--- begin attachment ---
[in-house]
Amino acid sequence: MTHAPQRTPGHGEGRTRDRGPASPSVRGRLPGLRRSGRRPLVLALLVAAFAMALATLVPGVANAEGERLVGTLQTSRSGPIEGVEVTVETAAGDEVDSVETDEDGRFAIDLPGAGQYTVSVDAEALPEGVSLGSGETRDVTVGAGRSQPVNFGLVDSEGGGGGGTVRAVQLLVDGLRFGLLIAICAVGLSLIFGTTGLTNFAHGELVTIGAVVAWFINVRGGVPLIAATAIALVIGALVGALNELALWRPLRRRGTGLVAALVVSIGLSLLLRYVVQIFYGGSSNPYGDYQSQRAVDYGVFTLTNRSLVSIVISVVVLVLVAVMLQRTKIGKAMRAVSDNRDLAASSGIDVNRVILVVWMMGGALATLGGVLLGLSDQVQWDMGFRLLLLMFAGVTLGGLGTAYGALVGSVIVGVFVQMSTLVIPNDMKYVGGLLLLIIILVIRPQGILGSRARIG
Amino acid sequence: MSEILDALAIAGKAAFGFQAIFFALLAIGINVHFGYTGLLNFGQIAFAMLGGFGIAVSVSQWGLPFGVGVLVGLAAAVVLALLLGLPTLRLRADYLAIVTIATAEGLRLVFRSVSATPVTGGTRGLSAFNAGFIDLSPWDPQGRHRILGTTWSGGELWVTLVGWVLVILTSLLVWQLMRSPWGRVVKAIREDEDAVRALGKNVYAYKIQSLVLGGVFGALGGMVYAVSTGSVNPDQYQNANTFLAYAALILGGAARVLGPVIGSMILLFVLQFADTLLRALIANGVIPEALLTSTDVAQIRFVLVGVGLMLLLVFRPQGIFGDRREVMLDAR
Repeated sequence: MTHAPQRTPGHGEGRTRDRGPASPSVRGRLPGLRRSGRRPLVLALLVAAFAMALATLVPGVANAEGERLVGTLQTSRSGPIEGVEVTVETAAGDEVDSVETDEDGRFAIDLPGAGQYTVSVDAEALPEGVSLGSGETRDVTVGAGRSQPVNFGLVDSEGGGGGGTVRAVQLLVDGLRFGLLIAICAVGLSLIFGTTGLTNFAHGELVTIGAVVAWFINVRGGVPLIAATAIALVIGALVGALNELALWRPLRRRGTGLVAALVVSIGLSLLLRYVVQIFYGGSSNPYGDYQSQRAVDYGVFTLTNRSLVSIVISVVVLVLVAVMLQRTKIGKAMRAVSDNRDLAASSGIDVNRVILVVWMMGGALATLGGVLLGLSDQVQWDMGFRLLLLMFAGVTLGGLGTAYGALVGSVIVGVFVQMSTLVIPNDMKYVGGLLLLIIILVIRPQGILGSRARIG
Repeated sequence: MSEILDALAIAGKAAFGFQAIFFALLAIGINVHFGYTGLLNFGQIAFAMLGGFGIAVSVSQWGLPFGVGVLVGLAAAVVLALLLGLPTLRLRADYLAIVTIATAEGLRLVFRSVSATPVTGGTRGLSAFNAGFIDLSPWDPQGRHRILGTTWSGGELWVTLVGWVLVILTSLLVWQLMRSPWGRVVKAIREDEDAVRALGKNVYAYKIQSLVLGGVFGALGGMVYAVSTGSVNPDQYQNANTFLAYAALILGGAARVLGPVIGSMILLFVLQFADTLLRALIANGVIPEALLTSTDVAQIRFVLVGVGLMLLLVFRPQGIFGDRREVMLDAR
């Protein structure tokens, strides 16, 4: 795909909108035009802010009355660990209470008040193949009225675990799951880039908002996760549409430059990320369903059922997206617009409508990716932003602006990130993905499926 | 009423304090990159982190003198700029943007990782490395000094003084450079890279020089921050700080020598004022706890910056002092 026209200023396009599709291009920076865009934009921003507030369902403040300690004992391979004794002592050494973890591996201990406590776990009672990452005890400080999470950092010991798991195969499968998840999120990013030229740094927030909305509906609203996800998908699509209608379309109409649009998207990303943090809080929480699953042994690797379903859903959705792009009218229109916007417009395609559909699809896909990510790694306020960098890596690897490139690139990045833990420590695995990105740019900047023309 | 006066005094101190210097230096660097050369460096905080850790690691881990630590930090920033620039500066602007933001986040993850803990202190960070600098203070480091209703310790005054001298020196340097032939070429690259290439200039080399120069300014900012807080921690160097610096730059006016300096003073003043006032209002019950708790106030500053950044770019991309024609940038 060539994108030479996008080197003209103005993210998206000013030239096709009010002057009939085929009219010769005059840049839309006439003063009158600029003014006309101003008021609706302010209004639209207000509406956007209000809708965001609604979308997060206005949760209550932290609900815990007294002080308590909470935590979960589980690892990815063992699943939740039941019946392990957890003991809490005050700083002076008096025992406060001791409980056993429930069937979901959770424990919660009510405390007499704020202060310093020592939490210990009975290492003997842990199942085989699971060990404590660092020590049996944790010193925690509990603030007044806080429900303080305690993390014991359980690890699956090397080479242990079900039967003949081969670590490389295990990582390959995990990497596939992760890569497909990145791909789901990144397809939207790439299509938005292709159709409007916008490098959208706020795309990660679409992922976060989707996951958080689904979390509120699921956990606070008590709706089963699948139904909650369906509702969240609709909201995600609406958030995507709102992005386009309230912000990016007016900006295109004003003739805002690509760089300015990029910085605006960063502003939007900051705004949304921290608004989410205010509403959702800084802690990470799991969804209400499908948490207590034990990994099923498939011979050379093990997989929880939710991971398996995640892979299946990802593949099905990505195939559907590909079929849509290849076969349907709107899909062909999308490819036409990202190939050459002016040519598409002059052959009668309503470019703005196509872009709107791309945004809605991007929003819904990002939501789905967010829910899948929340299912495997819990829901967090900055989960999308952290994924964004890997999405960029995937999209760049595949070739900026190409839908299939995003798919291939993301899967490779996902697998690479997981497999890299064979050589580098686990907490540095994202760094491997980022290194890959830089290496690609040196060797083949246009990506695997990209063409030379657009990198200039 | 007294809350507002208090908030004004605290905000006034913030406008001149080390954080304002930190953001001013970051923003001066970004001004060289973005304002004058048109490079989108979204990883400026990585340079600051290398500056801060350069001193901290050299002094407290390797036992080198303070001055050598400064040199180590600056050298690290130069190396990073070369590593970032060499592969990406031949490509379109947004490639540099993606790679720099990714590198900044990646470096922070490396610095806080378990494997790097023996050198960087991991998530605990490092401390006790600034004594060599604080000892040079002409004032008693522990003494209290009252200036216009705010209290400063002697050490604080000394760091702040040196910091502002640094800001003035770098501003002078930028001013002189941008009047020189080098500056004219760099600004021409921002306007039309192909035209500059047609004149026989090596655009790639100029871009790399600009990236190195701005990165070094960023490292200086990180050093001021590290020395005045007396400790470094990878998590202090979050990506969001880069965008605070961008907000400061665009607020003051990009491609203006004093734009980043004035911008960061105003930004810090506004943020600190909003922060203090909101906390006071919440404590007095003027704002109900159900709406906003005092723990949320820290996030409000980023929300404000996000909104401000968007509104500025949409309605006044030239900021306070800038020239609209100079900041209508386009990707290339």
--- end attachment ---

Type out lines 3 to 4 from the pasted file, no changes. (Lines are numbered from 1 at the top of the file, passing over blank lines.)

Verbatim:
Amino acid sequence: MSEILDALAIAGKAAFGFQAIFFALLAIGINVHFGYTGLLNFGQIAFAMLGGFGIAVSVSQWGLPFGVGVLVGLAAAVVLALLLGLPTLRLRADYLAIVTIATAEGLRLVFRSVSATPVTGGTRGLSAFNAGFIDLSPWDPQGRHRILGTTWSGGELWVTLVGWVLVILTSLLVWQLMRSPWGRVVKAIREDEDAVRALGKNVYAYKIQSLVLGGVFGALGGMVYAVSTGSVNPDQYQNANTFLAYAALILGGAARVLGPVIGSMILLFVLQFADTLLRALIANGVIPEALLTSTDVAQIRFVLVGVGLMLLLVFRPQGIFGDRREVMLDAR
Repeated sequence: MTHAPQRTPGHGEGRTRDRGPASPSVRGRLPGLRRSGRRPLVLALLVAAFAMALATLVPGVANAEGERLVGTLQTSRSGPIEGVEVTVETAAGDEVDSVETDEDGRFAIDLPGAGQYTVSVDAEALPEGVSLGSGETRDVTVGAGRSQPVNFGLVDSEGGGGGGTVRAVQLLVDGLRFGLLIAICAVGLSLIFGTTGLTNFAHGELVTIGAVVAWFINVRGGVPLIAATAIALVIGALVGALNELALWRPLRRRGTGLVAALVVSIGLSLLLRYVVQIFYGGSSNPYGDYQSQRAVDYGVFTLTNRSLVSIVISVVVLVLVAVMLQRTKIGKAMRAVSDNRDLAASSGIDVNRVILVVWMMGGALATLGGVLLGLSDQVQWDMGFRLLLLMFAGVTLGGLGTAYGALVGSVIVGVFVQMSTLVIPNDMKYVGGLLLLIIILVIRPQGILGSRARIG